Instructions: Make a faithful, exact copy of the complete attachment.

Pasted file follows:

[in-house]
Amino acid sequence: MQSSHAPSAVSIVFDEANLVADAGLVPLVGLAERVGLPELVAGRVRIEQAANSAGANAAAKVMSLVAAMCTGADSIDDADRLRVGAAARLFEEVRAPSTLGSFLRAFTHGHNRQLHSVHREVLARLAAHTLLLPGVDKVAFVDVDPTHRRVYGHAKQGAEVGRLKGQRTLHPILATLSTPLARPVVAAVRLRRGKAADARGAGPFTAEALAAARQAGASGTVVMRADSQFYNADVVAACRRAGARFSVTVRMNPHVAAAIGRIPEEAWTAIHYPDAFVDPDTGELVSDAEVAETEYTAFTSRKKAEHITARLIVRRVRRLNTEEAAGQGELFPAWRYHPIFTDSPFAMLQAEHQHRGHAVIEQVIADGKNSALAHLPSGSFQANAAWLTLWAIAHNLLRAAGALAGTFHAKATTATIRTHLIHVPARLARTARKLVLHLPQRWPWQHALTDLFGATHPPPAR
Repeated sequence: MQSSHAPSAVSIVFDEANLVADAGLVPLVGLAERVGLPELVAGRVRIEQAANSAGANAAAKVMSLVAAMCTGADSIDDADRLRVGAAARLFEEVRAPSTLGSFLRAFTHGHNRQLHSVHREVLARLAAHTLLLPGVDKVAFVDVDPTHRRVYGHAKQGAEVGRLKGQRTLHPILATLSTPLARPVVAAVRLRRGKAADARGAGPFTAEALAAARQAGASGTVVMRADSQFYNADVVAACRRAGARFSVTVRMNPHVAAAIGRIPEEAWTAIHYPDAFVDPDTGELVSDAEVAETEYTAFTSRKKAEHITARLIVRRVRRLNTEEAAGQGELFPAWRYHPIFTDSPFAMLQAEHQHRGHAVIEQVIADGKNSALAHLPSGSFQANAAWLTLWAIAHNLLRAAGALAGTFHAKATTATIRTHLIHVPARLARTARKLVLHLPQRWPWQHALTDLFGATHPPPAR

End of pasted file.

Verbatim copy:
[in-house]
Amino acid sequence: MQSSHAPSAVSIVFDEANLVADAGLVPLVGLAERVGLPELVAGRVRIEQAANSAGANAAAKVMSLVAAMCTGADSIDDADRLRVGAAARLFEEVRAPSTLGSFLRAFTHGHNRQLHSVHREVLARLAAHTLLLPGVDKVAFVDVDPTHRRVYGHAKQGAEVGRLKGQRTLHPILATLSTPLARPVVAAVRLRRGKAADARGAGPFTAEALAAARQAGASGTVVMRADSQFYNADVVAACRRAGARFSVTVRMNPHVAAAIGRIPEEAWTAIHYPDAFVDPDTGELVSDAEVAETEYTAFTSRKKAEHITARLIVRRVRRLNTEEAAGQGELFPAWRYHPIFTDSPFAMLQAEHQHRGHAVIEQVIADGKNSALAHLPSGSFQANAAWLTLWAIAHNLLRAAGALAGTFHAKATTATIRTHLIHVPARLARTARKLVLHLPQRWPWQHALTDLFGATHPPPAR
Repeated sequence: MQSSHAPSAVSIVFDEANLVADAGLVPLVGLAERVGLPELVAGRVRIEQAANSAGANAAAKVMSLVAAMCTGADSIDDADRLRVGAAARLFEEVRAPSTLGSFLRAFTHGHNRQLHSVHREVLARLAAHTLLLPGVDKVAFVDVDPTHRRVYGHAKQGAEVGRLKGQRTLHPILATLSTPLARPVVAAVRLRRGKAADARGAGPFTAEALAAARQAGASGTVVMRADSQFYNADVVAACRRAGARFSVTVRMNPHVAAAIGRIPEEAWTAIHYPDAFVDPDTGELVSDAEVAETEYTAFTSRKKAEHITARLIVRRVRRLNTEEAAGQGELFPAWRYHPIFTDSPFAMLQAEHQHRGHAVIEQVIADGKNSALAHLPSGSFQANAAWLTLWAIAHNLLRAAGALAGTFHAKATTATIRTHLIHVPARLARTARKLVLHLPQRWPWQHALTDLFGATHPPPAR